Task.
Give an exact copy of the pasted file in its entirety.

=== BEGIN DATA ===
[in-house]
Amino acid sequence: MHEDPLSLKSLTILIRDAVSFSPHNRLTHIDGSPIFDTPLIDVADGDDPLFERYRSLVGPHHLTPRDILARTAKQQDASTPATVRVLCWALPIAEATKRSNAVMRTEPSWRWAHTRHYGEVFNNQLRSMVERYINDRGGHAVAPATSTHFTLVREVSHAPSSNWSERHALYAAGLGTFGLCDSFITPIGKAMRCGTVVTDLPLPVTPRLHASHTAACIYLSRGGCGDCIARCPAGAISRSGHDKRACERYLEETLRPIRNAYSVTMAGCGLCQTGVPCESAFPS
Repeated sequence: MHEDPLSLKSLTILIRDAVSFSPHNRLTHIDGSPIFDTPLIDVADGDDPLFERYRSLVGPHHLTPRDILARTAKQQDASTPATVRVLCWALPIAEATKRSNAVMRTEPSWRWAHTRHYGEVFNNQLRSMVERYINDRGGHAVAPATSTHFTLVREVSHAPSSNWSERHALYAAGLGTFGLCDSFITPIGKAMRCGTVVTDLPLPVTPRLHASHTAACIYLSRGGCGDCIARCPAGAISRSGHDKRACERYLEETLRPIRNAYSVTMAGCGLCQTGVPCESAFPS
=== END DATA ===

[in-house]
Amino acid sequence: MHEDPLSLKSLTILIRDAVSFSPHNRLTHIDGSPIFDTPLIDVADGDDPLFERYRSLVGPHHLTPRDILARTAKQQDASTPATVRVLCWALPIAEATKRSNAVMRTEPSWRWAHTRHYGEVFNNQLRSMVERYINDRGGHAVAPATSTHFTLVREVSHAPSSNWSERHALYAAGLGTFGLCDSFITPIGKAMRCGTVVTDLPLPVTPRLHASHTAACIYLSRGGCGDCIARCPAGAISRSGHDKRACERYLEETLRPIRNAYSVTMAGCGLCQTGVPCESAFPS
Repeated sequence: MHEDPLSLKSLTILIRDAVSFSPHNRLTHIDGSPIFDTPLIDVADGDDPLFERYRSLVGPHHLTPRDILARTAKQQDASTPATVRVLCWALPIAEATKRSNAVMRTEPSWRWAHTRHYGEVFNNQLRSMVERYINDRGGHAVAPATSTHFTLVREVSHAPSSNWSERHALYAAGLGTFGLCDSFITPIGKAMRCGTVVTDLPLPVTPRLHASHTAACIYLSRGGCGDCIARCPAGAISRSGHDKRACERYLEETLRPIRNAYSVTMAGCGLCQTGVPCESAFPS